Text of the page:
i) The need for the Centre to promote and build the status of social networks in a context in which the very existence of ‘communities’ often seems to be doubted. The evidence base for a networked approach to public and community policy must be vigorously argued.
ii) The need to be conscious of the risk of ‘making a contrivance out of ordinary connection’. Co-production, in other words, must avoid the pitfalls of regularising informal, reciprocal relationships, or exposing what David Halpern has called the ‘hidden wealth’ of communities to overly harsh light where they would be better preserved by remaining hidden. An example given was the ‘spontaneous expression of citizenship’ of a train ticket saleswoman who enjoys smiling at her customers and once decided to give Easter eggs to her regulars; if a statutory system of formalised gift-giving on public transport was initiated, the spontaneity and charm of the exchange would doubtless be compromised.
Other challenges were also discussed. Morris and Broome both highlighted the dangers posed to sometimes fragile networks by austerity, growing inequality, and ‘externally enforced fragmentation’, while it was elsewhere noted that cultural norms are becoming less social, along the lines of what Hugo Young described as a growing ‘tolerated harshness’ in society. Other attendees urged that co-productive services must be genuinely co-produced with public services taking an active role, rather than simply deferring responsibility or ‘outsourcing by another name’.
The mood was on the whole optimistic, however, with numerous attendees stating that they welcomed the opportunity to network and debate issues in this way, and praising the new Centre as a valuable line of communication between community-oriented actors from the academic, public, private, and third sectors.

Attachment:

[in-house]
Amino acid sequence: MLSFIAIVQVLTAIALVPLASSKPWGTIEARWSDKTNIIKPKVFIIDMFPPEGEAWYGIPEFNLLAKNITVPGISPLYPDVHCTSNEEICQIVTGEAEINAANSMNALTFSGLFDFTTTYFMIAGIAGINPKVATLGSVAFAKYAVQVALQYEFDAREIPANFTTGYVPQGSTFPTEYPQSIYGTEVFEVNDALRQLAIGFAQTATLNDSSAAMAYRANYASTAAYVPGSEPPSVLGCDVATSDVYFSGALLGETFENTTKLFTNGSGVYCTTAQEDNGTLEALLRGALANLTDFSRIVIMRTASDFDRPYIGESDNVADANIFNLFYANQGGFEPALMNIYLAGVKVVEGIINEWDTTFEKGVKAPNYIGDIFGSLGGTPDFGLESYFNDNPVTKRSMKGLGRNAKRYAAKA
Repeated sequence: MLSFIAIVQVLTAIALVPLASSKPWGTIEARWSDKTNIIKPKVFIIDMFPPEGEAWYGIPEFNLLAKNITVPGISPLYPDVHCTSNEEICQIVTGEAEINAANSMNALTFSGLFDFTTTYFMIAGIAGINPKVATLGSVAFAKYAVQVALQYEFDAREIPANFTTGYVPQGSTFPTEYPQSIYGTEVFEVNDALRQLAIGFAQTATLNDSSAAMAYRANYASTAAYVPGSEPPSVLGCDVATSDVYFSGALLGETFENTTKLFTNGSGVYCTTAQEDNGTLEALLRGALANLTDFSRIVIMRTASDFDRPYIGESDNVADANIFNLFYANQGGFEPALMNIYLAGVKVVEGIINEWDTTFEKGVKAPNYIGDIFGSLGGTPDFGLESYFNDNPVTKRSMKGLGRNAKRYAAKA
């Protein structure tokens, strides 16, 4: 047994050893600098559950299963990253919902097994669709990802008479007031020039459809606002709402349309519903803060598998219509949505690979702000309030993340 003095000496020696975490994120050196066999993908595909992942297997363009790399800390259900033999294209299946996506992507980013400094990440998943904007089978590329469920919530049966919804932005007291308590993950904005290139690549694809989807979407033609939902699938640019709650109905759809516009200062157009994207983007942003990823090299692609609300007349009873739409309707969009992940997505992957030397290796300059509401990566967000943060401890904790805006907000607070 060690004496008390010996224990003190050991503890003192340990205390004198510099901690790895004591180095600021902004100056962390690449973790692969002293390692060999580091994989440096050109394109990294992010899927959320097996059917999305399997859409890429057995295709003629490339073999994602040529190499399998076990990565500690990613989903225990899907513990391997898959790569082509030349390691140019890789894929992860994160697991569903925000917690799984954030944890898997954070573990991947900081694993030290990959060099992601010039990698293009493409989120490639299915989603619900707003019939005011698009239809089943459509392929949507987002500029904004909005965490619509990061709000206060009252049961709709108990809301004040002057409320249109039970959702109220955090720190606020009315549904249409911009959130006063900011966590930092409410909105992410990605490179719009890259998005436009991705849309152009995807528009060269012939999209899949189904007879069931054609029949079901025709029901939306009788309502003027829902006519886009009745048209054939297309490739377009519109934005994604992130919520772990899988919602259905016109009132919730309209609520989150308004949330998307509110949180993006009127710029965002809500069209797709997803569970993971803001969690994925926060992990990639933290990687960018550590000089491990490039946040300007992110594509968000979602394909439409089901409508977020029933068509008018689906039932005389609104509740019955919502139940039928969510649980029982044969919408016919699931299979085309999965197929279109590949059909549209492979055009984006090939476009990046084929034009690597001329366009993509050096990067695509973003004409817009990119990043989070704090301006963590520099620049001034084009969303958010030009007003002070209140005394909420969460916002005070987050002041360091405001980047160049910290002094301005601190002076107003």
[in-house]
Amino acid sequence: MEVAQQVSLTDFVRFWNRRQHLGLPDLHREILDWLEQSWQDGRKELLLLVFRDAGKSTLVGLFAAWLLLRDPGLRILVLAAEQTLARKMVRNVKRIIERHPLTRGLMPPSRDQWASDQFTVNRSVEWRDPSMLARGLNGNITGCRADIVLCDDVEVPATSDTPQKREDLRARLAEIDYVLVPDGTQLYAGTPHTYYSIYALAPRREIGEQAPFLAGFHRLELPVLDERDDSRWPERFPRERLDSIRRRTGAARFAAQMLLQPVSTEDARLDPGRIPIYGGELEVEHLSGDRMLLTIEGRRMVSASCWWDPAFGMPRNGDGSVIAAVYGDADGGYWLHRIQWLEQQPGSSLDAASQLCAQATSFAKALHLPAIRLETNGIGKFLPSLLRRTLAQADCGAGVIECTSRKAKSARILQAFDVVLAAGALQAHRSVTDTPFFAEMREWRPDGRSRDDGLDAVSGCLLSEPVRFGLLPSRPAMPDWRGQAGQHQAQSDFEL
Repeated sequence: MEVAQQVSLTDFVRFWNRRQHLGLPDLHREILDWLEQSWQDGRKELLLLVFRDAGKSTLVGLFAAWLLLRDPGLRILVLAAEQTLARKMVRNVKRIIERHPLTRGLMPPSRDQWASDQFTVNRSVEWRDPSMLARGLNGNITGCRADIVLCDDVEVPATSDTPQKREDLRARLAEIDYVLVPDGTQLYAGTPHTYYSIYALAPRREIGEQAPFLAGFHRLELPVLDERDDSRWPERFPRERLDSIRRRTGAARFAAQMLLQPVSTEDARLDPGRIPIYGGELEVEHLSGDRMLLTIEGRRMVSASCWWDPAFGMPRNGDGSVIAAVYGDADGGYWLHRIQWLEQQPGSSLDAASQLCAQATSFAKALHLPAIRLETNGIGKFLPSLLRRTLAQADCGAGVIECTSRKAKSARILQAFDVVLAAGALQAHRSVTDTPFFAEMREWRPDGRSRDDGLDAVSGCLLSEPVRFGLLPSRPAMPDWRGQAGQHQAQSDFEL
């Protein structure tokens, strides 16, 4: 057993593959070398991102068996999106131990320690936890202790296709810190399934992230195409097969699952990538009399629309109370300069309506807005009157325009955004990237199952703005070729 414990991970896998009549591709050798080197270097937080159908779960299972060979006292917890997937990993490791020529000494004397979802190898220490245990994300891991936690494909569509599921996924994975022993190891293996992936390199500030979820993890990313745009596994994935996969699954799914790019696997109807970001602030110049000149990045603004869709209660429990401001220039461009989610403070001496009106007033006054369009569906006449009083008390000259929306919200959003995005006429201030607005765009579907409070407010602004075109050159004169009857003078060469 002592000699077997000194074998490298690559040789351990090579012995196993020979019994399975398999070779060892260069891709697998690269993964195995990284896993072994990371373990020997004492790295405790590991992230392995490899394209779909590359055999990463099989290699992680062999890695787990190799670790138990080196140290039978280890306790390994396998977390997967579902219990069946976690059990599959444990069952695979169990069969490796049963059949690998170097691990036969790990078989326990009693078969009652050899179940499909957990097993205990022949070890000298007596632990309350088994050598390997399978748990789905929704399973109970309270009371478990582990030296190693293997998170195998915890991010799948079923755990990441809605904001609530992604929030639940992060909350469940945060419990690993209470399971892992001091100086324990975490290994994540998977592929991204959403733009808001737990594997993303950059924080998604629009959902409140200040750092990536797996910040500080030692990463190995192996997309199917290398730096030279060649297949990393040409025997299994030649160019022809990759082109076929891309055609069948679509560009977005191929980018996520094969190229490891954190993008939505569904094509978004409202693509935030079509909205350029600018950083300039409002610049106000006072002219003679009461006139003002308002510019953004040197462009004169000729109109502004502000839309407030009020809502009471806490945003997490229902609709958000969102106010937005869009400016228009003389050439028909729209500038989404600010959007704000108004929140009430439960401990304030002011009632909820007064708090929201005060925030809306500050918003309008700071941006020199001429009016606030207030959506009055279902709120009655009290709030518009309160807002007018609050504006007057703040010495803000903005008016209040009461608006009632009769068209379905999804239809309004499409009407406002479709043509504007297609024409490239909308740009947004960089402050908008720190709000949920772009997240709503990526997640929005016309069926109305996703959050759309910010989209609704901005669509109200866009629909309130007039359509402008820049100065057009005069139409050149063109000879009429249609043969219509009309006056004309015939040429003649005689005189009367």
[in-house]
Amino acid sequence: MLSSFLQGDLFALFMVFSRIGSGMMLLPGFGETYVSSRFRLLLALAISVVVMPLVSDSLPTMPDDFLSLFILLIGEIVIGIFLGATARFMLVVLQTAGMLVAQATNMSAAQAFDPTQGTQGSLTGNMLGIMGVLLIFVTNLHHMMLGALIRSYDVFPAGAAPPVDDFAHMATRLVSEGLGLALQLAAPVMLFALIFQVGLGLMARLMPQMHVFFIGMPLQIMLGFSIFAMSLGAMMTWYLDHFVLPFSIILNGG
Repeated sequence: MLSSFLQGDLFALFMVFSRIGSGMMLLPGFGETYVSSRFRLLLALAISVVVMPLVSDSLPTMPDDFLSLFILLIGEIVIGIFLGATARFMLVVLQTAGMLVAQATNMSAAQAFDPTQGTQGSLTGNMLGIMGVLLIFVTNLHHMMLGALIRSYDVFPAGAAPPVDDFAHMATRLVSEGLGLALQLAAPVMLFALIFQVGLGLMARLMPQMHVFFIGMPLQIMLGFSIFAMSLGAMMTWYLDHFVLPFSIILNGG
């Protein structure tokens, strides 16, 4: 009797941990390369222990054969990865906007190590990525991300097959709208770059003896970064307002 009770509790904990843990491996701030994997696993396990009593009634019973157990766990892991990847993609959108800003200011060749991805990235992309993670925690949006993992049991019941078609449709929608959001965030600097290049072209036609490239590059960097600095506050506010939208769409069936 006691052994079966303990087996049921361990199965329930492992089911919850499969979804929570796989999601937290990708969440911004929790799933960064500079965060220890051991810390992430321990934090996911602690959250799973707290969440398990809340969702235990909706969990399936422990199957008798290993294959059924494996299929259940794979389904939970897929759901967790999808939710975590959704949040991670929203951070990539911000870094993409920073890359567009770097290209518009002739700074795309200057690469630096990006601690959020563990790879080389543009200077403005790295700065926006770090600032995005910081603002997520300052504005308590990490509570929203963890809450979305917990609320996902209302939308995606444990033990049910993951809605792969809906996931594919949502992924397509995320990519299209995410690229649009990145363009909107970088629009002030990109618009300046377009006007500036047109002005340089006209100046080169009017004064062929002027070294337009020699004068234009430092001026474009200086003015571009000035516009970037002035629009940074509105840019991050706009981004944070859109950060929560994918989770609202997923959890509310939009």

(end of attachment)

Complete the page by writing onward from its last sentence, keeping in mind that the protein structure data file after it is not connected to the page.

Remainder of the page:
Based in the School of Social Work at UCLan and the King’s Fund offices in London, the Centre for Citizenship and Community will meet regularly over the coming months and offers organisations dedicated support for community engagement through:
- Strategies and integrated programmes for social and community- based commissioning
- Service development and redesign, based on economic modelling and cost-benefit analysis, organisational, leadership and workforce development
This is backed up by:
- Bespoke programmes of accredited learning and professional development
- Programme evaluation and research evidence.
Its associates will be posting regular updates from varied perspectives on the RSA’s blogging platform; in the meantime, more information on the Centre including contact details can be found on the RSA website. If you would like to be notified when the forthcoming RSA report on the impact of austerity on communities is published, or to be kept informed of the work of the Centre for Citizenship and Community, email firstname.lastname@example.org and request to be added the the RSA Action and Research Centre mail list.